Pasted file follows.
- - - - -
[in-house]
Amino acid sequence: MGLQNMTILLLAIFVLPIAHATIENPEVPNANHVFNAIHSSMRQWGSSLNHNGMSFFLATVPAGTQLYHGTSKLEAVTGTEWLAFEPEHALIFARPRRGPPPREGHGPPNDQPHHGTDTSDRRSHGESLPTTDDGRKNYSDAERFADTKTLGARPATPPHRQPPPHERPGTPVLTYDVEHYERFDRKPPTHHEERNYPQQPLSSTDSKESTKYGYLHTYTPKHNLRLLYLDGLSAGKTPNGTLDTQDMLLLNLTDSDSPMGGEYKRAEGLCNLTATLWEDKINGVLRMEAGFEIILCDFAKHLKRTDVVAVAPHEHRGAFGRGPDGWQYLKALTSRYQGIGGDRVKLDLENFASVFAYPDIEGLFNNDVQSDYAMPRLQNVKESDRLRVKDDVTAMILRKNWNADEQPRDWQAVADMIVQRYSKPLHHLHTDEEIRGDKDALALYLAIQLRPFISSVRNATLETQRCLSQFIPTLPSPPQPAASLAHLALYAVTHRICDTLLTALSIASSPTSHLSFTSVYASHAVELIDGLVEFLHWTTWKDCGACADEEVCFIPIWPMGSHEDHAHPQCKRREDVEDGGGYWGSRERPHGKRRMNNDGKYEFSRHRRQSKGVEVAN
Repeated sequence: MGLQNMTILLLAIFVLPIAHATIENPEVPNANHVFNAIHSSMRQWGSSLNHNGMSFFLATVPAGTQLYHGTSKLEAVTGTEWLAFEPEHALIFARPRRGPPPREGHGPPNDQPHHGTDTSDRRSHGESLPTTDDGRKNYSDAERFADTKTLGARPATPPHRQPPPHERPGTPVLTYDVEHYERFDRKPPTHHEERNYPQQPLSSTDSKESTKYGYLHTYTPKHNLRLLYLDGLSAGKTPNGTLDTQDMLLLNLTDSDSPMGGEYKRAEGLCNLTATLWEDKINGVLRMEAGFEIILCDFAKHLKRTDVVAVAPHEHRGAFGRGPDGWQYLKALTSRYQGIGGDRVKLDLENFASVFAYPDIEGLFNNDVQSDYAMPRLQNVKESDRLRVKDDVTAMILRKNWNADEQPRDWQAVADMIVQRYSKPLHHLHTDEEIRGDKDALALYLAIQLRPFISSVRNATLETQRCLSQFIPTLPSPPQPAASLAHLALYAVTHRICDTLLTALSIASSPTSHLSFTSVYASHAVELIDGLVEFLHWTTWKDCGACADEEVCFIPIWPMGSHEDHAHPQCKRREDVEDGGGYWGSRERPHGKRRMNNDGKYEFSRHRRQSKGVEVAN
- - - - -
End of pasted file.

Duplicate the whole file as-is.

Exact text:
[in-house]
Amino acid sequence: MGLQNMTILLLAIFVLPIAHATIENPEVPNANHVFNAIHSSMRQWGSSLNHNGMSFFLATVPAGTQLYHGTSKLEAVTGTEWLAFEPEHALIFARPRRGPPPREGHGPPNDQPHHGTDTSDRRSHGESLPTTDDGRKNYSDAERFADTKTLGARPATPPHRQPPPHERPGTPVLTYDVEHYERFDRKPPTHHEERNYPQQPLSSTDSKESTKYGYLHTYTPKHNLRLLYLDGLSAGKTPNGTLDTQDMLLLNLTDSDSPMGGEYKRAEGLCNLTATLWEDKINGVLRMEAGFEIILCDFAKHLKRTDVVAVAPHEHRGAFGRGPDGWQYLKALTSRYQGIGGDRVKLDLENFASVFAYPDIEGLFNNDVQSDYAMPRLQNVKESDRLRVKDDVTAMILRKNWNADEQPRDWQAVADMIVQRYSKPLHHLHTDEEIRGDKDALALYLAIQLRPFISSVRNATLETQRCLSQFIPTLPSPPQPAASLAHLALYAVTHRICDTLLTALSIASSPTSHLSFTSVYASHAVELIDGLVEFLHWTTWKDCGACADEEVCFIPIWPMGSHEDHAHPQCKRREDVEDGGGYWGSRERPHGKRRMNNDGKYEFSRHRRQSKGVEVAN
Repeated sequence: MGLQNMTILLLAIFVLPIAHATIENPEVPNANHVFNAIHSSMRQWGSSLNHNGMSFFLATVPAGTQLYHGTSKLEAVTGTEWLAFEPEHALIFARPRRGPPPREGHGPPNDQPHHGTDTSDRRSHGESLPTTDDGRKNYSDAERFADTKTLGARPATPPHRQPPPHERPGTPVLTYDVEHYERFDRKPPTHHEERNYPQQPLSSTDSKESTKYGYLHTYTPKHNLRLLYLDGLSAGKTPNGTLDTQDMLLLNLTDSDSPMGGEYKRAEGLCNLTATLWEDKINGVLRMEAGFEIILCDFAKHLKRTDVVAVAPHEHRGAFGRGPDGWQYLKALTSRYQGIGGDRVKLDLENFASVFAYPDIEGLFNNDVQSDYAMPRLQNVKESDRLRVKDDVTAMILRKNWNADEQPRDWQAVADMIVQRYSKPLHHLHTDEEIRGDKDALALYLAIQLRPFISSVRNATLETQRCLSQFIPTLPSPPQPAASLAHLALYAVTHRICDTLLTALSIASSPTSHLSFTSVYASHAVELIDGLVEFLHWTTWKDCGACADEEVCFIPIWPMGSHEDHAHPQCKRREDVEDGGGYWGSRERPHGKRRMNNDGKYEFSRHRRQSKGVEVAN